Whole body mindedness and working out in the gym

Whole body mindedness and working out in the gym

Whole body mindedness and working out in the gym

I watched Serge Benhayon’s interview on Whole Body Intelligence recently, probably for the third time all up, and it struck me that each time I watch it there is more I consciously hear, seemingly for the first time, and that there is always more to ponder on, feel and experience in my own body and have fun trying out.

And thus, when I was at the gym this morning, it occurred to me that this would be a great opportunity to put what I had heard Serge explain about whole-body-mindedness into practice and start experimenting with doing things differently. To start with, I decided to set the treadmill at a slower pace than I normally would and what I experienced was very interesting – my focus totally shifted from how far and fast I could go in a certain time and whether that was better or worse than the last time I had done it, to being not just available for my physical body but much more present to and aware of it, my own body. It was as though in the past I had been working out mainly as a mental exercise, a mind-full kind of practice that had rendered me inattentive and far removed from this body I take with me everywhere.

As odd as it may sound, concentrating on the readings on the screen in front of me – the outcome and projected goal of my workout – had been taking me away from what it was I wanted to achieve, i.e. work out for the benefit of my physical body. Taking the focus away from how fast? how far? and how intense? on the other hand now provided the space to be with and in my body – after all the apparent focus and intention of the whole exercise – much more than ever before.

Not only that, I started enjoying what I was doing and I wasn’t moving like a robot, the proverbial hamster on a wheel or a wind-up toy. Nor did I get bored, tired or think about what I would be doing after my visit to the gym.

From time to time I was still glancing at the readings on the screen in front of me, but rather than focussing on how to interpret them, i.e. making a quick assessment of how well or poorly I would judge myself to be doing, I noticed and enjoyed the various constellations of numbers, as in 05:55 minutes or a heart rate of 88 bpm. And I could feel my body, all of it. My awareness was all over me, so to speak. I was aware of the whole of my legs including the buttocks, my feet in the shoes and on the moving surface; there was a beautiful flow to the way I moved and I even managed a playful wiggle and jiggle of my hips. My shoulders and arms felt loose and flexible, there were no awkward jutting angles. My head sat just in the right place on top of my neck, as did my neck feel just right on top of my torso. My mind was not full of whatever (eureka!) but attentive and present with my body, its movements and the feelings and sensations in the body.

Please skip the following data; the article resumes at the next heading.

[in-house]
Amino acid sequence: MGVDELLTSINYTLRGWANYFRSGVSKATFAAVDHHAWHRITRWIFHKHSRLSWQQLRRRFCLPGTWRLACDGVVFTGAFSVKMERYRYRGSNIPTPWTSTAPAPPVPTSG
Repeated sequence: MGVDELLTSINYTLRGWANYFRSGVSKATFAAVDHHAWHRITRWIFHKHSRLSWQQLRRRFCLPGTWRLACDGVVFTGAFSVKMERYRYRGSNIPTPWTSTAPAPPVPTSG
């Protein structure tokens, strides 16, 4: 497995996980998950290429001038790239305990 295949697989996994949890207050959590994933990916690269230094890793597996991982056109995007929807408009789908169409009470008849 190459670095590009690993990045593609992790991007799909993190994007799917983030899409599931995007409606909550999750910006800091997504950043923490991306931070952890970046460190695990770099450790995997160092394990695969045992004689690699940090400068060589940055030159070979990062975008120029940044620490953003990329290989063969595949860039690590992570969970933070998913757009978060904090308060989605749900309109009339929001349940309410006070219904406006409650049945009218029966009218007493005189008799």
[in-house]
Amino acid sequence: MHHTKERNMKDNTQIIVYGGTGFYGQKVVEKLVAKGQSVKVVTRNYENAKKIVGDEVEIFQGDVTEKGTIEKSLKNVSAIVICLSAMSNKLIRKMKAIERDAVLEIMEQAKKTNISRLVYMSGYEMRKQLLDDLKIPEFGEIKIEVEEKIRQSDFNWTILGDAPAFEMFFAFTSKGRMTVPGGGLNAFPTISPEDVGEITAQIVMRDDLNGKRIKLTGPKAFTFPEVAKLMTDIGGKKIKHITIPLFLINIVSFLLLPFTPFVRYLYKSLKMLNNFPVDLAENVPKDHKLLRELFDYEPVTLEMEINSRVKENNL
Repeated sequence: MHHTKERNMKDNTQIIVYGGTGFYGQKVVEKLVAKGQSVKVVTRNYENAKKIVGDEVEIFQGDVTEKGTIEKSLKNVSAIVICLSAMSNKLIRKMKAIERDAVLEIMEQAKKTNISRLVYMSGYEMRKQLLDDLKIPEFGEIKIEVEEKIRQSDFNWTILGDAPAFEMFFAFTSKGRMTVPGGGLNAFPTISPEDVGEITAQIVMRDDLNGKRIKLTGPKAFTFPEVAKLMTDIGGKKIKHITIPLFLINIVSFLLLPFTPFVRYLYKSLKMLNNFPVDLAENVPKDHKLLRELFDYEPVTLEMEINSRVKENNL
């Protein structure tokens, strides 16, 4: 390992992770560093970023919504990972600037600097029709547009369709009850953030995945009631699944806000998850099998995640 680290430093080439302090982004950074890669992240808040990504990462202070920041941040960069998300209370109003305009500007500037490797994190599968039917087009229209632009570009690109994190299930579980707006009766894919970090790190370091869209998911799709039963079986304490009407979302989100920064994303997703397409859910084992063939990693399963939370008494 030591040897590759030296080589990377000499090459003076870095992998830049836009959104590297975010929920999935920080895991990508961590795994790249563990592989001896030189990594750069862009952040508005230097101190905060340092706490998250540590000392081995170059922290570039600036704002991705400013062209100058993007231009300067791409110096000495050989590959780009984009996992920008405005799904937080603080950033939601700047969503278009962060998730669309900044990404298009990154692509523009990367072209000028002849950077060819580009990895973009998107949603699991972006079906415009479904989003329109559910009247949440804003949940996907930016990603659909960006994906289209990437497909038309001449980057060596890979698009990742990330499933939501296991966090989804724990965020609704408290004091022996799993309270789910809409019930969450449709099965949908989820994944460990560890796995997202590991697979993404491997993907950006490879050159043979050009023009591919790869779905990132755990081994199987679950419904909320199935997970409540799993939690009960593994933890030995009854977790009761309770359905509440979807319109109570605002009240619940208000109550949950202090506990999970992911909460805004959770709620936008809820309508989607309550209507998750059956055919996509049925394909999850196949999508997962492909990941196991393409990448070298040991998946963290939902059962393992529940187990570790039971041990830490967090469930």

When I had finished on the treadmill I moved to the power mill and again I decreased my usual speed and incline and did not focus on any readings. Instead I put one foot in front of the other and focussed on not scuffing or shuffling, on lifting my knees properly and I observed how my thighs and knees aligned with my lower legs and ankles.

Again, I didn’t work out as ‘hard’ as I normally would but the sense of being present with my body was amazing and very powerful.

I covered less distance on the treadmill and climbed fewer floors on the power mill than I normally would, but I enjoyed myself greatly. Not only that, but I also noticed that my body felt like it had had a workout; not because there was any soreness or discomfort, but because it felt alive and subtly energised and revitalised.

What I also noticed was that being with my body, my way of enjoying the whole-body-mindedness, kept me out of this bubble that I feel at other times, when it is about my workout, my speed, my repetitions, my heart rate and nothing else. I felt a lovely warmth and spaciousness and that I was part of something bigger and more encompassing.

And I thoroughly enjoyed the bounce in my steps when I left the gym; it didn’t come from my mind and had nothing to do with satisfaction or elation – the bounce came from feeling alive and vital and at one with my body.

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Body awarenessTrainingMindfulnessHuman body

  • By Gabriele Conrad, Editor

    Working as an editor of Serge Benhayon’s as well as other books and material – when I am not at my ‘day job’ – is a huge and very rewarding part of the amazing way I now live thanks to The Way of The Livingness.

  • Photography: Matt Paul